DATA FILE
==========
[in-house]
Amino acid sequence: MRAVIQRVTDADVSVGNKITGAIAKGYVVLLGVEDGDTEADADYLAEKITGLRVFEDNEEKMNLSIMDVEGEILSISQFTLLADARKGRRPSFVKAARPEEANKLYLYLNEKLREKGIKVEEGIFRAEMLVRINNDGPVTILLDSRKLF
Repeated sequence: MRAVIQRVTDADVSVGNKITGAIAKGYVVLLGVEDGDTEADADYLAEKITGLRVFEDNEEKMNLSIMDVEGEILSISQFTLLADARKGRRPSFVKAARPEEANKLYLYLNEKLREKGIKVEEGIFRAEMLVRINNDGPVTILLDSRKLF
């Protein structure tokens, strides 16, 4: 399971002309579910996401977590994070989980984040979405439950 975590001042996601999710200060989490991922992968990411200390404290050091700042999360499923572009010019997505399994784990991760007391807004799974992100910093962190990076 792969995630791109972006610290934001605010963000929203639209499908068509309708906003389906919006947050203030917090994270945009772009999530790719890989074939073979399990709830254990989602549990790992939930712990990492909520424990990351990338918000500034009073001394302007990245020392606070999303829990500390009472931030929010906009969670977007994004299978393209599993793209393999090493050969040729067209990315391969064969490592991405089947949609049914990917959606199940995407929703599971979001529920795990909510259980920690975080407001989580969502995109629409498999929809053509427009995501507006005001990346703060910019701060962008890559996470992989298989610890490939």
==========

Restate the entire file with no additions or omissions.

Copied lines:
[in-house]
Amino acid sequence: MRAVIQRVTDADVSVGNKITGAIAKGYVVLLGVEDGDTEADADYLAEKITGLRVFEDNEEKMNLSIMDVEGEILSISQFTLLADARKGRRPSFVKAARPEEANKLYLYLNEKLREKGIKVEEGIFRAEMLVRINNDGPVTILLDSRKLF
Repeated sequence: MRAVIQRVTDADVSVGNKITGAIAKGYVVLLGVEDGDTEADADYLAEKITGLRVFEDNEEKMNLSIMDVEGEILSISQFTLLADARKGRRPSFVKAARPEEANKLYLYLNEKLREKGIKVEEGIFRAEMLVRINNDGPVTILLDSRKLF
């Protein structure tokens, strides 16, 4: 399971002309579910996401977590994070989980984040979405439950 975590001042996601999710200060989490991922992968990411200390404290050091700042999360499923572009010019997505399994784990991760007391807004799974992100910093962190990076 792969995630791109972006610290934001605010963000929203639209499908068509309708906003389906919006947050203030917090994270945009772009999530790719890989074939073979399990709830254990989602549990790992939930712990990492909520424990990351990338918000500034009073001394302007990245020392606070999303829990500390009472931030929010906009969670977007994004299978393209599993793209393999090493050969040729067209990315391969064969490592991405089947949609049914990917959606199940995407929703599971979001529920795990909510259980920690975080407001989580969502995109629409498999929809053509427009995501507006005001990346703060910019701060962008890559996470992989298989610890490939």